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How to implement a REST update operation with JAX-RS?  RSS feed

 
Vasilis Souvatzis
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It's my understanding that the PUT method is tricky to implement, because it relies completely on the business logic and what we're doing with the update anyway. I'm pretty sure that the Java EE 7 tutorial don't show a PUT implementation, and from what I've searched online every tutorial implements the operation differently. I'd really appreciate any help because I'm trying to distance myself from JSF + non-REST constantly, I'm going for the REST + JS-frontend this time.

My main approach is to delegate all operations on a DAO (the one I use directly in JSF beans) via injection. The following method in the PersonRepository works:

it adds the measurement, updates the datatable and all is well. Now that I'm trying to create the REST API, I'm not sure how to approach this. I've got the other methods completed, but not this. My initial thought is the following:

Could this work? Should perhaps the PersonRepository return a Person instead of being void? Should I be returning the URI of the person? Perhaps the method shouldn't have a Measurement argument but instead I should create it from the JSON consumed?
 
Stephan van Hulst
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You should design REST controllers the same way you would any other class, except that there are some standard routes you should support most of the time.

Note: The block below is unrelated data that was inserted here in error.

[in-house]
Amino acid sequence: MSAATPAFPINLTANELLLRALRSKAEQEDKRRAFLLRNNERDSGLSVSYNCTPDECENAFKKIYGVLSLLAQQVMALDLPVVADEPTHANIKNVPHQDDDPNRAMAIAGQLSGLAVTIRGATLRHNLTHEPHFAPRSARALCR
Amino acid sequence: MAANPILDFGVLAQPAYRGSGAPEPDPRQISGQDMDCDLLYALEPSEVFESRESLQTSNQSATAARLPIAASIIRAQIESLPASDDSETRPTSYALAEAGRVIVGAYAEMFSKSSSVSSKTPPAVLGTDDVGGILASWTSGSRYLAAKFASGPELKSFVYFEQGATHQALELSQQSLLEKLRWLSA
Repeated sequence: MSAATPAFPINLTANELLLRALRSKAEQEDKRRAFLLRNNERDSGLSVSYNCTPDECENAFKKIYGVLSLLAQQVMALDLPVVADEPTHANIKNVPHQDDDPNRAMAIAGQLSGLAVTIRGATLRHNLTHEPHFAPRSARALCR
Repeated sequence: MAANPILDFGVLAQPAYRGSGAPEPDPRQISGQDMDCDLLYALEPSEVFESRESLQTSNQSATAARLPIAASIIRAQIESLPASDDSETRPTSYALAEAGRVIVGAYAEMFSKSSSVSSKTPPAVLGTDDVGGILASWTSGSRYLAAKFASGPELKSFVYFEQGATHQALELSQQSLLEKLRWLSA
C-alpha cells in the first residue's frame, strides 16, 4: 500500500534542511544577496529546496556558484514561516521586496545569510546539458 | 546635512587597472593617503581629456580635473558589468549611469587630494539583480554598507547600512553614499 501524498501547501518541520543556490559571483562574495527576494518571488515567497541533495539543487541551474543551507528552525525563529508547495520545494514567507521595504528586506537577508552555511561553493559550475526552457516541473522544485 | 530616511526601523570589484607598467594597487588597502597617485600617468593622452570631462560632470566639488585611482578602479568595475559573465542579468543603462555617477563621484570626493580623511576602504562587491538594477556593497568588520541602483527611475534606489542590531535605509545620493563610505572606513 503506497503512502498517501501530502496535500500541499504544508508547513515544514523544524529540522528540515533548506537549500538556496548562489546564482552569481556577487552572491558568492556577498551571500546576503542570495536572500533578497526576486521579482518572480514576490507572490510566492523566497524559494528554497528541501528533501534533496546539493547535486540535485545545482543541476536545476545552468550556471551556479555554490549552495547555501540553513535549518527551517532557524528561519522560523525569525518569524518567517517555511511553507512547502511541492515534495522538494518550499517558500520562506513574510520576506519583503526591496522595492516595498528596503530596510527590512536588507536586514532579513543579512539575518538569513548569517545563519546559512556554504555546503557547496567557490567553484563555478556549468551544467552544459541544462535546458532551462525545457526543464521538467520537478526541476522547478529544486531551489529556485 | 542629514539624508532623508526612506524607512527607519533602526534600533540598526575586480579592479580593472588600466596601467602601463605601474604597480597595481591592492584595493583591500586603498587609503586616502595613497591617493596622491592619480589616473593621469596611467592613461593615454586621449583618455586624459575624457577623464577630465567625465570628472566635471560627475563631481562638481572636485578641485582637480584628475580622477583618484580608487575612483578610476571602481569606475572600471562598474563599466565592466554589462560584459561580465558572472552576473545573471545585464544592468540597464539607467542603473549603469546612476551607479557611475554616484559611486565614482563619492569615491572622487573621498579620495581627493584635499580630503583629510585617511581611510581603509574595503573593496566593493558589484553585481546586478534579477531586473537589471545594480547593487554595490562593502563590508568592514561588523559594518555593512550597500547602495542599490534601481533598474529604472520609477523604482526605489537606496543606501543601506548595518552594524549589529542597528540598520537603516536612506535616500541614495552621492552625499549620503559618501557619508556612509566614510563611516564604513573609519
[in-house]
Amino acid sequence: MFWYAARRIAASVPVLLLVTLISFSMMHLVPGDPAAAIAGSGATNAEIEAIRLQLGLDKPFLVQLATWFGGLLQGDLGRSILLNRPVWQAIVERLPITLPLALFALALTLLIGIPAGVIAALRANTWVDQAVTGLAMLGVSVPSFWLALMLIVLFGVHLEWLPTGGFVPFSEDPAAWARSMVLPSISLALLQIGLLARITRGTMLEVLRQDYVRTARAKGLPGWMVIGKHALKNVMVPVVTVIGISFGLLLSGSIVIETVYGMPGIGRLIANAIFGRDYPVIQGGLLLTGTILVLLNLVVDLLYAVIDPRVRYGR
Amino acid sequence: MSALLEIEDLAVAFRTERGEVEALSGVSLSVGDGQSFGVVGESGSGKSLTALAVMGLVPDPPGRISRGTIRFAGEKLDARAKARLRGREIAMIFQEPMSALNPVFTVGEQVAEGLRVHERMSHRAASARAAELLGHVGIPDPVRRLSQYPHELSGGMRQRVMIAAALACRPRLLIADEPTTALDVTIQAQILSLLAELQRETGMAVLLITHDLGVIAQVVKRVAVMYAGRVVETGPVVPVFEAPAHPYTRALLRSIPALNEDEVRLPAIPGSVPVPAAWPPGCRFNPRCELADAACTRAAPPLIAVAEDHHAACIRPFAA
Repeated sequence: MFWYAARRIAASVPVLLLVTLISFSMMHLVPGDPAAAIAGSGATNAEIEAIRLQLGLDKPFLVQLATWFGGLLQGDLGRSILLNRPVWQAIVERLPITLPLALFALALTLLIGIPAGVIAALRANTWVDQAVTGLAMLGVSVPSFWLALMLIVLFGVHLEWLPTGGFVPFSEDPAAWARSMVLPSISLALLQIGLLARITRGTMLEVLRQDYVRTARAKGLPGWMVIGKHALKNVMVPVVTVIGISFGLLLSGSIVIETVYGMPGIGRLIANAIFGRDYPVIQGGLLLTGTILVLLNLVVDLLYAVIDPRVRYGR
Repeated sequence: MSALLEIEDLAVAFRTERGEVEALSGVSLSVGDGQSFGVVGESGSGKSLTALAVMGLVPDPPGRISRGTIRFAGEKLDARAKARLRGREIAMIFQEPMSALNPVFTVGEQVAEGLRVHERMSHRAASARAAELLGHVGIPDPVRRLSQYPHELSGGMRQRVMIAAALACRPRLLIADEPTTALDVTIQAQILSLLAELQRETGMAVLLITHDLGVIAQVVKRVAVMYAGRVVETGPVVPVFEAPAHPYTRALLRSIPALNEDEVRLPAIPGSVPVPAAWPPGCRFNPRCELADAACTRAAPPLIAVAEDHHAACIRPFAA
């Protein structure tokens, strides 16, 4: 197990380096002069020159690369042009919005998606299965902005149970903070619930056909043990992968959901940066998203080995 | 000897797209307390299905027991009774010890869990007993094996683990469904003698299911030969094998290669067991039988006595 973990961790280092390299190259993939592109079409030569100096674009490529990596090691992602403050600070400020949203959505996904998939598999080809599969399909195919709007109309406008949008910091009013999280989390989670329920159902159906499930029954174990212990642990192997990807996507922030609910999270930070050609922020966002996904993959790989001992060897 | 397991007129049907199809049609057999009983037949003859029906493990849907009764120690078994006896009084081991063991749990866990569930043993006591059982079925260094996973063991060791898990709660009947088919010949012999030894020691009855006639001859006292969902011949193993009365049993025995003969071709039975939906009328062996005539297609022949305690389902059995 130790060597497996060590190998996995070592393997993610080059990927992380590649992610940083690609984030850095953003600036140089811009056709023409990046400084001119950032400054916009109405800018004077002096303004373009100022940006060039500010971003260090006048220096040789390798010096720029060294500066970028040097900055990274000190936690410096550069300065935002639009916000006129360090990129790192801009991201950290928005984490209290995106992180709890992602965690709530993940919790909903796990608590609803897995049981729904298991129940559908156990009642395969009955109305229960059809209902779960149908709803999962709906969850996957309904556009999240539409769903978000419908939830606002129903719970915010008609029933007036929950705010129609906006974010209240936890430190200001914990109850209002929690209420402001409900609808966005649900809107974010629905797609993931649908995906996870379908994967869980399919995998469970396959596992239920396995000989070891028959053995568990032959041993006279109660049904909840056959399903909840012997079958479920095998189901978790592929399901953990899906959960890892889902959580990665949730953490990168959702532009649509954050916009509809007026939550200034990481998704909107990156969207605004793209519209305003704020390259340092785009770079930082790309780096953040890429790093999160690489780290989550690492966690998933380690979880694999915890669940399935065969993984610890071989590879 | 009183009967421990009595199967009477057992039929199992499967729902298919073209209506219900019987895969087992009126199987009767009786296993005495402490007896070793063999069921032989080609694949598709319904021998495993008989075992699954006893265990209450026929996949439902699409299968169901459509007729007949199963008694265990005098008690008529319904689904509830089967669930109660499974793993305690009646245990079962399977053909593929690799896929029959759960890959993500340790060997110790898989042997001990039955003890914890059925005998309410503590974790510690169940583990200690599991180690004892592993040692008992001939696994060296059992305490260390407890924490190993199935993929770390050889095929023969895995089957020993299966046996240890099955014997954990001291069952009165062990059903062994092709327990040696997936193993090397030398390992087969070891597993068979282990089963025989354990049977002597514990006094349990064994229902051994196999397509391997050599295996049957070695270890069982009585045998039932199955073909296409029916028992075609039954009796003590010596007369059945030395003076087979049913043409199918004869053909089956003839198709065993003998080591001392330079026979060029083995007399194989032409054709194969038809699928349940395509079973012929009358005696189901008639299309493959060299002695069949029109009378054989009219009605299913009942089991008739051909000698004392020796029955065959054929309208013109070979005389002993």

Route nameDescription
indexReturns all instances in the resource.
createAdds a new instance to the resource.
getFinds an existing instance in the resource.
updateUpdates an existing instance in the resource.
deleteRemoves an existing instance from the resource.

Note that you can use any name you want, I just prefer these.

Let's say that in this example, your measurements are temperatures:
 
Vasilis Souvatzis
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Woooow this is better than the tutorials I've seen online! I really appreciate the help Stephen! Code is kept and will be assimilated, will have it as reference

From a quick glance I see you always return something on all methods, makes sense since you'll probably do something with it after the operation; show the updated resource or navigate to the created one.

Great, this gives me ideas about the front-end as well. I kind of see how the client should behave...

In any case, I'll work on my API and report back! Thanks again!
 
Rob Spoor
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Both update and delete can either return a 200 with the object that was just updated/deleted, or a 204 with no content. In the latter case you can simply return void. You can use either, it's all just personal preference.

Create calls should preferably not return a 200, but instead a 201, with a Location header with the URL you can use to retrieve the newly created object. For instance:

The created URI is relative to the current one, and will be used for the Location header.
 
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